Plan ahead for your shopping tasks. Make a list ahead of time. Then, if you have a good day, capitalize on it and do the shopping you can. Try to consolidate the stores you want to visit. If you have trouble with shopping right now, do your shopping by catalog or mail order, or ask friends to help you out.
Tears and sadness do not have to ruin the entire holiday for you or for others. In yourself have the cry you need and you will be surprised that you can go on again until the next time you need to release the tears. Facing family holidays in your loved ones absence are normal mourning experiences and part of the healing process. Let your tears and sadness come and go throughout the whole day if necessary. The tears and emotions you do not express will be the ones which are destructive to you.
Ask for what you want or need from others during the holidays. One bereaved mother said that, as appropriate, she wanted to hear her dead daughter mentioned. She knew everyone was thinking of her daughter and wanted them to share their thoughts.
You may find yourself reminiscing about other holidays you shared with your deceased loved one. This is normal. Let the memories come. Talk about them. This is part of mourning and doesn’t stop just because it is a holiday. In fact, the holidays usually intensify it.
Having some fun at the holidays does not mean you don’t miss your loved one. It is not a betrayal. You must give yourself permission to have fun when you can, just like you must give yourself permission to mourn when you have the need.
You may have to let your limits be known to concerned others who are determined not to let you be sad or alone. Let others know what you need and how they can best help you. Don’t be forced into doing things you don’t want to do or don’t feel up to solely to keep others happy. Determine what and how much you need, and then inform others.
Discuss holiday tasks and responsibilities that must be attended to—for example, preparing the meals, doing the shopping, decorating the house. Consider whether they should be continued, reassigned, shared, or eliminated.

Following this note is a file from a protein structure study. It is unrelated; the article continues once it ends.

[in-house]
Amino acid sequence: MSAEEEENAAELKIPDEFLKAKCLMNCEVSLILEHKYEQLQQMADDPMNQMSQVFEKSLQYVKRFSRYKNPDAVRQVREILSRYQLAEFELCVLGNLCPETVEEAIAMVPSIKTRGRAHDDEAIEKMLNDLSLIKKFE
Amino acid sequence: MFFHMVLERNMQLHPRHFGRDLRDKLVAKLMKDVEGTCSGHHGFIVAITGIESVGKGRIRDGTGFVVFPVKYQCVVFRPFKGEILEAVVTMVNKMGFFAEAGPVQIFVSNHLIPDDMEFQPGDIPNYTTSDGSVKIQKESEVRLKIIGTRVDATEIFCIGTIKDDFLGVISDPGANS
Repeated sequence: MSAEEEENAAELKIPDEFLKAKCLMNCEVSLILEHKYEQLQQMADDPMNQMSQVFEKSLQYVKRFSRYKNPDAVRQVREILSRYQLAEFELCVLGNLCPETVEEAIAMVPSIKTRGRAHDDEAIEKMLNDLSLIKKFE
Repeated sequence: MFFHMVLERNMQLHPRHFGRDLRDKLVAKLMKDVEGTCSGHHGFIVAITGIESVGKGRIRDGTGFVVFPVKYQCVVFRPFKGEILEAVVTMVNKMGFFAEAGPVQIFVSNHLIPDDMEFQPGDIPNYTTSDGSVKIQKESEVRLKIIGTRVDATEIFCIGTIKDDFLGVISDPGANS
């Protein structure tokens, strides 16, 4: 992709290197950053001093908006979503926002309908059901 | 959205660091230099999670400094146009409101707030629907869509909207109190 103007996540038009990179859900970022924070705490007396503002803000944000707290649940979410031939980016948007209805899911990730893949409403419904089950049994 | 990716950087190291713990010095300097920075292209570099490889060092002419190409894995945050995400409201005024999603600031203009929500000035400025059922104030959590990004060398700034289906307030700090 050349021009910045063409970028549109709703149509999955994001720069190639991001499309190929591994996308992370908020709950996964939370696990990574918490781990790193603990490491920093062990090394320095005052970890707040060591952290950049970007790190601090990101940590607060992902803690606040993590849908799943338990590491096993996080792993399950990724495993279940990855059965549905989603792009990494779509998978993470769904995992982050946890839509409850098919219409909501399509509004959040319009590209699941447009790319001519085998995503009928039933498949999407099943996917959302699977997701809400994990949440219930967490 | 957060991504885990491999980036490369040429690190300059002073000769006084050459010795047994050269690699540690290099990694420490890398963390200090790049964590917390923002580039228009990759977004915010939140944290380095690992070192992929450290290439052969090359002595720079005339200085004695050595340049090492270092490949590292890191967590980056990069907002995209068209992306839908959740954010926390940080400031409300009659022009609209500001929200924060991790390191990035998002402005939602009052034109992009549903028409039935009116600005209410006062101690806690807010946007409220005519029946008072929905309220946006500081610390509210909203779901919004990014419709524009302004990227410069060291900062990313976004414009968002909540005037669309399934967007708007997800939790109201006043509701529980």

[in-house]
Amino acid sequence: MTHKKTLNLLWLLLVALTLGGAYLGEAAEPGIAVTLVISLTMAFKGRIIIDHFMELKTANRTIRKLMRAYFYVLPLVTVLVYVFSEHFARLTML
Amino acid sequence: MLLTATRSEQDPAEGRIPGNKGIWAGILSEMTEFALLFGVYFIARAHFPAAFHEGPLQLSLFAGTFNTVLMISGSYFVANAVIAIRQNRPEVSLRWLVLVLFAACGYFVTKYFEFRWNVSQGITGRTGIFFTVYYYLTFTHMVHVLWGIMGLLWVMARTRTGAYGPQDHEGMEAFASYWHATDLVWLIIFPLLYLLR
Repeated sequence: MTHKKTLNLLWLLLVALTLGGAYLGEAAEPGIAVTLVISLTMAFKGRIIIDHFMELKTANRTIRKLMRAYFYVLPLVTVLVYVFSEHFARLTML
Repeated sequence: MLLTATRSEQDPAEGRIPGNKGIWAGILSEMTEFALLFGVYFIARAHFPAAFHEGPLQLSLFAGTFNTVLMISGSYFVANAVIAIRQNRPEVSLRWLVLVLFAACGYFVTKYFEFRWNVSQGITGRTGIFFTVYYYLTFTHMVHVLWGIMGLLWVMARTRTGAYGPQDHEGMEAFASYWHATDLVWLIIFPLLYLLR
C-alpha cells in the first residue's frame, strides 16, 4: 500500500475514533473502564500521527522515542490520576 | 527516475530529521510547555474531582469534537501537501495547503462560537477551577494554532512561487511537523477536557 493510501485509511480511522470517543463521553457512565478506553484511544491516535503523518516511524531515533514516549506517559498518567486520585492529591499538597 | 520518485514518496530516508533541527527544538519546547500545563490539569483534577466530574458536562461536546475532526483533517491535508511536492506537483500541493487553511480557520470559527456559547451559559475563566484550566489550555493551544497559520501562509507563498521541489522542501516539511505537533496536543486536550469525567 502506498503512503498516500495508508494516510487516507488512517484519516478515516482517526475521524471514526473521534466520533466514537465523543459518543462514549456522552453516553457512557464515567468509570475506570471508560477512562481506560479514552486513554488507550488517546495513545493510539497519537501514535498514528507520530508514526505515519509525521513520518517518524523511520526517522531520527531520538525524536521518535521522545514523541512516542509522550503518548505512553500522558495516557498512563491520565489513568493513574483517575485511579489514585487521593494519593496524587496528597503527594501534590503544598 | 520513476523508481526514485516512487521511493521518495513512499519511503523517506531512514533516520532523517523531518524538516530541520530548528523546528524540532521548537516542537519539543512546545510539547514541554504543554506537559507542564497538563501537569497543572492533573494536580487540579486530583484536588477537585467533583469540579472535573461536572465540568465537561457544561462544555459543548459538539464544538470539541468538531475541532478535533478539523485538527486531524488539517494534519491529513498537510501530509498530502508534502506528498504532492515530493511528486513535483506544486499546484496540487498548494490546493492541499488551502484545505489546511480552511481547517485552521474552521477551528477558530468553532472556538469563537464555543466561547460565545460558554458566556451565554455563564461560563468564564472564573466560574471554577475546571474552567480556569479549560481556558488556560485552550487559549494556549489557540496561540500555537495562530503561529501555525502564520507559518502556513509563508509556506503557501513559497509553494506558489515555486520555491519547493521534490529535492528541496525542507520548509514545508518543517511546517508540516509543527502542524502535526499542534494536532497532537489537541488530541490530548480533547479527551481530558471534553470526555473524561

Break down your goals into small, manageable pieces that you can accomplish one at a time. Don’t overwhelm or overcommit yourself. The holidays are stressful times for everyone, not just the bereaved, so you will need to take it slow and easy. Look at your plans and ask what they indicate. Are you doing what you want or are you placating others? Are you isolating yourself from support or are you tapping into your resources? Are you doing things that are meaningful or are you just doing things?
Do something for someone else. Although you may feel deprived because of the loss of your loved one, reaching out to another can bring you some measure of fulfillment. For example, give a donation in your loved one’s name. Invite a guest to share your festivities. Give food to a needy family for Thanksgiving dinner.
Taken from Therese A. Rando, How To Go on Living When Someone You Love Dies. New York: Bantam Books, 1991, pp 289-292.
Also by Therese Rando:
The Work of Grief
Dr. Therese Rando, author of How To Go On Living When Someone You Love Dies, is a psychologist in Warwick, Rhode Island, where she is the Clinical Director of The Institute for the Study and Treatment of Loss. Having published 70 works pertaining to the clinical aspects of dying, death, loss, and trauma, Dr. Rando is a recognized expert in the field and has appeared on numerous television programs, including “Dateline,” CBS “This Morning,” “Today Show,” “Good Morning, America,” and “The Oprah Winfrey Show.”